There might be cases of ambiguity when two vowels are immediately following one after the other with the preceding one being a nasal, like in the word taŋiŋ (to manifest, appear). Here, just typing tanin in fact would be ambiguous (for somebody not knowing this word) as to whether the first syllable is nasalised or not. Since there are two vowels (both nasals) following one another, in cases like this the glottal stop between them (usually not expressed between vowels in writing!) should be written, hence: tan'in.

This notation allows that the special character ŋ can be avoided (and, believe it or not, it's a quite annoying job typing it in with all those frequent nasals by using a special ctrl-key (or such) combination!).

The CULP notation method, BTW, is still more inconvenient because there's not only one but three special characters for the nasals, consequently three special keys are needed for them to be addressed via keyboard.


One doesn't have to type in diacritics for unaspirated C which is much more economic and straightforward than the LLC c-hacek opposed to aspirate c-hacek-h (= č - čh vs. c - ċ) the former is obviously redundant.


Same with guttural-G *, e.g. aġuyapi - bread, ġiġi - brown, rusty:
Since, opposite to normal [g], this very special sound can only be followed by a vowel and never is in final position, a dot-above character actually is not needed, hence, if one prefers, simply aguyapi, gigi etc. can be written instead. What makes life still easier (although I do like the Ġ-notation, moreover as this sound is much less frequent than the others in need of special keystrokes).

* pronounced about as /r/ in Northern French, e.g. "car" [ka:ʀ] - "for, since, because", and /g/ in the German dialect of Berlin, e.g. "ich sage" [ʔɪç zaɣə] - "I say".


Since aspirates (K, P, T) are different in pronunciation, all in all, according to different phonetic conditions, i.e. it just depends on where in the oral cavity the following vowel is produced (e.g. txanka, theca, thipi; p(h/x)ejuta, phica), hence to some degree can be determinated by rules/dialectal conventions, they better be covered by only one type of spelling (as Rood-Taylor (CULP), Albert White Hat jr. and others are doing - e.g. TH = TX/TH). The suggested notation uses the dot-above consonant characters for both variants (which are not phonemically distinctive!).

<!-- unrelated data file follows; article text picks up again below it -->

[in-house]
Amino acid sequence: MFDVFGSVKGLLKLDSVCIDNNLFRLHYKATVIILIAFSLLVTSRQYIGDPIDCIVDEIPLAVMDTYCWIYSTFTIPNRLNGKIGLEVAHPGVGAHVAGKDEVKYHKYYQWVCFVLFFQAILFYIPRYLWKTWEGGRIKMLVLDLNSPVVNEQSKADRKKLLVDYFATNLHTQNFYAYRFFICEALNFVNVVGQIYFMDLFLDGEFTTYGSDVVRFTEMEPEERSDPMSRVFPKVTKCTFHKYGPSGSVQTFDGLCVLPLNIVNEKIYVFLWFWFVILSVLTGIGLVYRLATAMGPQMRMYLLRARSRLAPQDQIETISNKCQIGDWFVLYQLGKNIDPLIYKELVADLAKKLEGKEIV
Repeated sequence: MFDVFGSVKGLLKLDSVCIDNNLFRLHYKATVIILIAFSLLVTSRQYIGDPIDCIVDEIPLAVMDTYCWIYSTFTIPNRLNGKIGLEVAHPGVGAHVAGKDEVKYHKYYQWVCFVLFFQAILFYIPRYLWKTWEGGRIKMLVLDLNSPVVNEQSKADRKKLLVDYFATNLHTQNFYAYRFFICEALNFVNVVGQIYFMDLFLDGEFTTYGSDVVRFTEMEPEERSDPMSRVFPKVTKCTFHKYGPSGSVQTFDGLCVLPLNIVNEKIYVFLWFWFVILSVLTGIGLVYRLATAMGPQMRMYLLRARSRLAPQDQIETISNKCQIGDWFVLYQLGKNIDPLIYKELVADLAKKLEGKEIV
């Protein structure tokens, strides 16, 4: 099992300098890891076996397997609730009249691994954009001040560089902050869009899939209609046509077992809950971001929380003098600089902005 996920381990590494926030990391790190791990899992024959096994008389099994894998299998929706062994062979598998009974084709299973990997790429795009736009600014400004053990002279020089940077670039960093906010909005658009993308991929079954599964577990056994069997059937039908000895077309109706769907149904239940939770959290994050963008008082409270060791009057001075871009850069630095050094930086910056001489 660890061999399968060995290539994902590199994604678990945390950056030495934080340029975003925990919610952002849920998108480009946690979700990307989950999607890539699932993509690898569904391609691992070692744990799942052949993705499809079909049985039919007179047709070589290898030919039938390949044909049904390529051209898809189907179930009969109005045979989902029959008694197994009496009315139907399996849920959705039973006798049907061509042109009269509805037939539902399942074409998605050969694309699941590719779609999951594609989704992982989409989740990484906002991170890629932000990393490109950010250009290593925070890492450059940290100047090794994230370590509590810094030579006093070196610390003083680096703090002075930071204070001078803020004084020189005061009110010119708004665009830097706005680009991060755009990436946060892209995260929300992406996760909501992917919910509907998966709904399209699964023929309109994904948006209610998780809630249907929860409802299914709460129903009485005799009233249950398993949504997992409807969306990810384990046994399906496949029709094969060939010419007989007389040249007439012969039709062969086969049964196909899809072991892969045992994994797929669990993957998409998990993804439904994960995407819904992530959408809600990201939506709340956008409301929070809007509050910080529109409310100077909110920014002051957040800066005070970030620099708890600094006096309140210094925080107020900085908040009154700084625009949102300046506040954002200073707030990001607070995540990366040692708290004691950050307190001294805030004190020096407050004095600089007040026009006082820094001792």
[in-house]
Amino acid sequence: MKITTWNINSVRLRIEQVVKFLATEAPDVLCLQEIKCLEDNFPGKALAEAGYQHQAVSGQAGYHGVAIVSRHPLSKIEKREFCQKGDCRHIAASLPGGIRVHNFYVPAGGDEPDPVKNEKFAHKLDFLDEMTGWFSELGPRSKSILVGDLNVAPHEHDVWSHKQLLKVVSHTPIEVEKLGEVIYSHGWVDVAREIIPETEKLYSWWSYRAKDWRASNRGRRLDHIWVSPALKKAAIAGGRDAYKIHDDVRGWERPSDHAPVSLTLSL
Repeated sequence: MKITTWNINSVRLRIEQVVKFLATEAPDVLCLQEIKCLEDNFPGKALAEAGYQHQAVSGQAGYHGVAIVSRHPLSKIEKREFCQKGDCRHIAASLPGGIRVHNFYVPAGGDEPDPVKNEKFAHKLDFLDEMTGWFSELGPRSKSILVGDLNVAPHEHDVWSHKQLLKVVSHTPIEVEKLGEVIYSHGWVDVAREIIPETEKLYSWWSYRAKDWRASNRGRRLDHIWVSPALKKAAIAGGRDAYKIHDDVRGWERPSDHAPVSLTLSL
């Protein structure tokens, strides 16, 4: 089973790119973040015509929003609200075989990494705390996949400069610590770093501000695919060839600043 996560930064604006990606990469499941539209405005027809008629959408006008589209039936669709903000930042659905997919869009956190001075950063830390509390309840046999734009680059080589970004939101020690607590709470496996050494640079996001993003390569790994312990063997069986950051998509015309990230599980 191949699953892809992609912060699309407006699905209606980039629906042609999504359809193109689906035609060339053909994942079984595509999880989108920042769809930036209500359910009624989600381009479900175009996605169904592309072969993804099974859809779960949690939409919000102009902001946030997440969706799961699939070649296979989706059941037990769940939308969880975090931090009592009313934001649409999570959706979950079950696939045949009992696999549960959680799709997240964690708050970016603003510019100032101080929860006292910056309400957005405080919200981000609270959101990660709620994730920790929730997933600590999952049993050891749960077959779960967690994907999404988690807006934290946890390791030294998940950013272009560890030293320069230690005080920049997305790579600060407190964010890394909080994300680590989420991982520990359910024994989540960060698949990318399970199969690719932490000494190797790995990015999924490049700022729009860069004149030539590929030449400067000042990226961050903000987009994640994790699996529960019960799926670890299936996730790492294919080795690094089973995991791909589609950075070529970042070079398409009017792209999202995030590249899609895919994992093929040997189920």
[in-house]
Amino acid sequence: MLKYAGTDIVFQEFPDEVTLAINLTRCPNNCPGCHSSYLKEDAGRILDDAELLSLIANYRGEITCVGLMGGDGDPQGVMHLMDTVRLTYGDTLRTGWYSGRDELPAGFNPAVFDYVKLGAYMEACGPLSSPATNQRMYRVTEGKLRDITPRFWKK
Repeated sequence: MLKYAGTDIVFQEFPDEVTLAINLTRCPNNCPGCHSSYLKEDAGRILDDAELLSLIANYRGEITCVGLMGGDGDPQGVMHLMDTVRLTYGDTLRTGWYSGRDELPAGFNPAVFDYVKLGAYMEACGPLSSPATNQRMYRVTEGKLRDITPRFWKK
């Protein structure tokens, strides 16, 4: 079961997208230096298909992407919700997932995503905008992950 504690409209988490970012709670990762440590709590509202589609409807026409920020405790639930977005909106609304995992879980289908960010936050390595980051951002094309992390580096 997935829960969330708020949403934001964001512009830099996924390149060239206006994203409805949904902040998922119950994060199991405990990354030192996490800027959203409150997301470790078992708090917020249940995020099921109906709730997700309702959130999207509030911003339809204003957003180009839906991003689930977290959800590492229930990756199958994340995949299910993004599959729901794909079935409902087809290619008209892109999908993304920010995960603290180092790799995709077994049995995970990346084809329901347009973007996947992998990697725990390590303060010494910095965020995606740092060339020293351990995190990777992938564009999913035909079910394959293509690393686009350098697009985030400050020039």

The consonant-H-hacek character combination of the LLC system for the guttural variants (kȟ, pȟ, tȟ) doesn't appear to be so pleasing for the eye, BTW.


Glottal stops are labeled (by an apostrophe) only where necessary, i.e. after consonants (e.g. t'e, kokip'e etc. - s/he, it died, s/he, it was afraid of) or between a nasal vowel and a trailing vowel (e.g. tan'in - see above). Not between other vowel combinations, e.g. woaiye.
Notabene: There are no diphtongs in the Lakota language, which means that all vowels following after one another are pronounced separately (i.e. with a - normally unexpressed - glottal stop between them).


Stress is indicated (if at all*) only when diverging from the common rule of stress on second syllable, so the acute on vowels is used economically and doesn't visually burden the texts.**

* Many of the exceptions (i.e. stress on first syllable) are predictable because triggered by phonology, hence are based on certain rules also.

** Not unlike in Latin-based Slavonic scripts (where a lot of diacritic marks seem to be crucial!) Lakota texts sometimes are like "decorated": Redundantly denoting the stress in addition, makes the lines look as if all covered with flyspeck


Any feedback is welcome!





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since September 2007